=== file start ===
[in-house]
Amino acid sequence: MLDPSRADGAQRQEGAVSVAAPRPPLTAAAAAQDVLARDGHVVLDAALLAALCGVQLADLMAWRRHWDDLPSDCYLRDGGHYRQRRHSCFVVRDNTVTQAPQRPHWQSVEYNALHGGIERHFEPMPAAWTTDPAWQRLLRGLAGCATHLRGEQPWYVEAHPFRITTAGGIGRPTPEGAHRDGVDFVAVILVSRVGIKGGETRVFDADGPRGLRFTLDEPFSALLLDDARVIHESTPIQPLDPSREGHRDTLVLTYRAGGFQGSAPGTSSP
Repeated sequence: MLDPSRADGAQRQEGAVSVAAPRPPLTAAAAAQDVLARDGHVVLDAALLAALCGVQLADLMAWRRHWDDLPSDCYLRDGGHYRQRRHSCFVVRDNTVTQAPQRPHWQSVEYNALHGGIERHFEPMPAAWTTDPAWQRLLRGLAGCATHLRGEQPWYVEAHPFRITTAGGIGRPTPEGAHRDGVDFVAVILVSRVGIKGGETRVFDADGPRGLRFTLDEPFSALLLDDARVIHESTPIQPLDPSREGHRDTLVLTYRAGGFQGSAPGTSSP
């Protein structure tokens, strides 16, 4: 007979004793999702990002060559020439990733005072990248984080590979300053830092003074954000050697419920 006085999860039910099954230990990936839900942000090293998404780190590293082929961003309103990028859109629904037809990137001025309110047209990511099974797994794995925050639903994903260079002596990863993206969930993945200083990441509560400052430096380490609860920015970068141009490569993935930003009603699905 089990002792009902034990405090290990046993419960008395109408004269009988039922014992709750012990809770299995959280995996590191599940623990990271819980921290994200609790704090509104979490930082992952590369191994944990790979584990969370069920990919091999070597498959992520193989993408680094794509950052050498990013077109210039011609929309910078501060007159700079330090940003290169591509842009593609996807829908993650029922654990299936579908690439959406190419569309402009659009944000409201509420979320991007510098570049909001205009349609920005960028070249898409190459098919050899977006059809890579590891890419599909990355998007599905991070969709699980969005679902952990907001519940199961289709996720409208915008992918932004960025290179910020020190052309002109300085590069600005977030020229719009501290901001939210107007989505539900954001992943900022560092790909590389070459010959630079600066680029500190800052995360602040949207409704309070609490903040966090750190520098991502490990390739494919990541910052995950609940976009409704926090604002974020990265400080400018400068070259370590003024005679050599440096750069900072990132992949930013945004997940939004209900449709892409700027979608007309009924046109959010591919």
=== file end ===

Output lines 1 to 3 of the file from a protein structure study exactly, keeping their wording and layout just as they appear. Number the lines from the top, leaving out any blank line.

[in-house]
Amino acid sequence: MLDPSRADGAQRQEGAVSVAAPRPPLTAAAAAQDVLARDGHVVLDAALLAALCGVQLADLMAWRRHWDDLPSDCYLRDGGHYRQRRHSCFVVRDNTVTQAPQRPHWQSVEYNALHGGIERHFEPMPAAWTTDPAWQRLLRGLAGCATHLRGEQPWYVEAHPFRITTAGGIGRPTPEGAHRDGVDFVAVILVSRVGIKGGETRVFDADGPRGLRFTLDEPFSALLLDDARVIHESTPIQPLDPSREGHRDTLVLTYRAGGFQGSAPGTSSP
Repeated sequence: MLDPSRADGAQRQEGAVSVAAPRPPLTAAAAAQDVLARDGHVVLDAALLAALCGVQLADLMAWRRHWDDLPSDCYLRDGGHYRQRRHSCFVVRDNTVTQAPQRPHWQSVEYNALHGGIERHFEPMPAAWTTDPAWQRLLRGLAGCATHLRGEQPWYVEAHPFRITTAGGIGRPTPEGAHRDGVDFVAVILVSRVGIKGGETRVFDADGPRGLRFTLDEPFSALLLDDARVIHESTPIQPLDPSREGHRDTLVLTYRAGGFQGSAPGTSSP